Your Friday Briefing

We’re covering the bomb attacks near the Kabul airport and the meeting between President Biden and Prime Minister Naftali Bennett of Israel in Washington.

Bombings near Kabul airport leave dozens dead

Two suicide bombers struck a dense crowd outside Hamid Karzai International Airport in the Afghan capital on Thursday, killing scores of Afghan civilians and at least 12 American service members, officials said. Here are the latest updates.

In the final days of the 20-year U.S. presence in Afghanistan, the bombing caused one of the highest single American tolls of the war. The bombs were set off near a crowd of families at the airport gates who were desperately hoping to make one of the last evacuation flights out.

There was no immediate claim of responsibility for the bombings. The night before the attack, a senior U.S. official had warned of a “specific” and “credible” threat at the airport by an affiliate of the Islamic State, and Western governments had urged people to leave the area. The Taliban condemned the attack.

A Times journalist saw dozens of dead or severely wounded people in one part of one hospital alone. These images show the horrific scenes. President Biden was to speak about the attack from the White House at 5:00 p.m. Eastern Time (7:00 a.m. in Sydney).

Japan pulls Moderna doses over contamination fears

Japan’s health authorities announced on Thursday that they would halt the use of over 1.6 million doses of Moderna’s coronavirus shots after some vaccination sites found tainted vials.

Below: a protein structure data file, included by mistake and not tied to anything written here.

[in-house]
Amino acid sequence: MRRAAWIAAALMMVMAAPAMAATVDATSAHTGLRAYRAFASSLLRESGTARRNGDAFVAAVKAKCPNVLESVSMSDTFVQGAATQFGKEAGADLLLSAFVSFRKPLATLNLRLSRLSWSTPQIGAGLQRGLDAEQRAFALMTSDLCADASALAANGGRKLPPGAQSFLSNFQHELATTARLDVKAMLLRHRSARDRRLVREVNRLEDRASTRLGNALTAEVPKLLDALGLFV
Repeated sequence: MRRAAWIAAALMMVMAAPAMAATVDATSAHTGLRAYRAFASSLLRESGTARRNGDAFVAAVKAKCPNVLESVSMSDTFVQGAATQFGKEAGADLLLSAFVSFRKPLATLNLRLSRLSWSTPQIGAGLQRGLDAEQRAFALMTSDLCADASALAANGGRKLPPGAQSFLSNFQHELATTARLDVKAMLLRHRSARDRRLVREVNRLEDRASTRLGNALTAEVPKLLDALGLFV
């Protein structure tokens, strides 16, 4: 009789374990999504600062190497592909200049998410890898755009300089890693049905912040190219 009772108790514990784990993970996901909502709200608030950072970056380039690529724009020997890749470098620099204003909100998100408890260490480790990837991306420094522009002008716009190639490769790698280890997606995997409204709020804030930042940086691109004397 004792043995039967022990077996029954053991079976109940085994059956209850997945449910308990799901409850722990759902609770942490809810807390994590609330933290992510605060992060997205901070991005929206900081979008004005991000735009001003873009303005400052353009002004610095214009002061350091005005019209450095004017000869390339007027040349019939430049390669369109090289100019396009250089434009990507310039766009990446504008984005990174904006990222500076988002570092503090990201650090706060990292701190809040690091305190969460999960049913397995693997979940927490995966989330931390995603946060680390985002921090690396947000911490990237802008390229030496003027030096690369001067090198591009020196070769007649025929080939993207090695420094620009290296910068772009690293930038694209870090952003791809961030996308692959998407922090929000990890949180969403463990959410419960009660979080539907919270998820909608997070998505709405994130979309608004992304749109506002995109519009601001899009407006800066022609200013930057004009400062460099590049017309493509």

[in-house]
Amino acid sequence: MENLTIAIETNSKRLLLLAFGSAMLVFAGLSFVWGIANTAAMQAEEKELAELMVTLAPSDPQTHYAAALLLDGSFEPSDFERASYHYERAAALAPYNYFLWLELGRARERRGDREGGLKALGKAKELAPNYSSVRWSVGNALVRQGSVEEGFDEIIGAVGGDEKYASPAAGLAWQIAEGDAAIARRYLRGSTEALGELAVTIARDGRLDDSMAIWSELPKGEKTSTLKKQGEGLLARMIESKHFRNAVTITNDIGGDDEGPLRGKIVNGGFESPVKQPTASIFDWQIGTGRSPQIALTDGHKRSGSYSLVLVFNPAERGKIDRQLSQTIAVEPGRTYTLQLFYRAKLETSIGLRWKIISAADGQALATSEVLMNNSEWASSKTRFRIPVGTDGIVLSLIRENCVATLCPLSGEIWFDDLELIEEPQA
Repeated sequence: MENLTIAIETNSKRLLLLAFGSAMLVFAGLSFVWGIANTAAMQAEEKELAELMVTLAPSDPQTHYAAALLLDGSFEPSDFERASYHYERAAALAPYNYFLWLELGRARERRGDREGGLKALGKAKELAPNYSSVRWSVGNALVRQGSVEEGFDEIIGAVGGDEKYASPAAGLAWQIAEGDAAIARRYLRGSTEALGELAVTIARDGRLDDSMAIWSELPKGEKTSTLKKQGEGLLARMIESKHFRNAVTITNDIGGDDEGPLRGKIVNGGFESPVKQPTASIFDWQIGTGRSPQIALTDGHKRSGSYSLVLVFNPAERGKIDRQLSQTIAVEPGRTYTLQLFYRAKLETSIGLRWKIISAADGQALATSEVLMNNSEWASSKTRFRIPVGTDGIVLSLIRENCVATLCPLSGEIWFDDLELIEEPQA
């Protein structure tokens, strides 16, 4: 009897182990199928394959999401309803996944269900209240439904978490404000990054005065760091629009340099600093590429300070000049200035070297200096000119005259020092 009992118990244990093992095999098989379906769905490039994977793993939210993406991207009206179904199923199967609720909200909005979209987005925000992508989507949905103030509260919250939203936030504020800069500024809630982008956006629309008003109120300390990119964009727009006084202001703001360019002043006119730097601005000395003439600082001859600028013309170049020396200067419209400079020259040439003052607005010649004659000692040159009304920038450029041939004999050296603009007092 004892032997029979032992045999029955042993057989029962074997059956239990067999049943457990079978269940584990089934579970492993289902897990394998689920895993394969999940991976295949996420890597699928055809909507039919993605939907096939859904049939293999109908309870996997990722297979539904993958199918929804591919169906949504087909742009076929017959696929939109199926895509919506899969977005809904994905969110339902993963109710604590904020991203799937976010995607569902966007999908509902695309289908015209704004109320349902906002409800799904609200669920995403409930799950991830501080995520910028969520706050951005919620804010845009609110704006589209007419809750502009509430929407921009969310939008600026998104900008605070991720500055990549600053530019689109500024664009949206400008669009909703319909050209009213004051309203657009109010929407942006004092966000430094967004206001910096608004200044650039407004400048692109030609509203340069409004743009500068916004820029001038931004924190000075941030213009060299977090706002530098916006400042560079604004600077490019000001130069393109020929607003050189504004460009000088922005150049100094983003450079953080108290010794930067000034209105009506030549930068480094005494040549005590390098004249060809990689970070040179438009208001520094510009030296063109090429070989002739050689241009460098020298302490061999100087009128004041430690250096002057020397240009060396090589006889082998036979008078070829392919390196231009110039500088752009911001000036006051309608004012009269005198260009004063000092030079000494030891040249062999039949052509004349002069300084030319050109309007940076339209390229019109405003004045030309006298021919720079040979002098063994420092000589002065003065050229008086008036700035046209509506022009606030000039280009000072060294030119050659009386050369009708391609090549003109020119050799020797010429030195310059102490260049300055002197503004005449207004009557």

Contaminants were discovered in nearly 40 doses at eight locations across Japan.

The problem comes as Japan confronts its worst Covid growth yet and concerns are growing that hospitals are getting overwhelmed.

Takeda Pharmaceutical, which distributes the shots in Japan, asked Moderna to investigate. It did not report any health issues arising from the tainted vials. The chief cabinet secretary said that it was unclear how many people had the contaminated doses but that there had been no reports of ill effects.

A health ministry official said that the substance might have been metal, Nikkei Asia reported.

Japan’s surge: Tokyo declared a fourth state of emergency in July. Daily case numbers reached over 25,000 nationwide for the first time on Friday. The Japan Times reported that patients were being turned away.

Progress: About 43 percent of Japan’s population is fully vaccinated. In addition to Moderna, Japan has approved the Pfizer-BioNTech and AstraZeneca versions. The decision to halt the doses was not expected to have a major impact on the overall campaign, according to a government official.

Here are the latest updates and maps of the pandemic.

In other developments: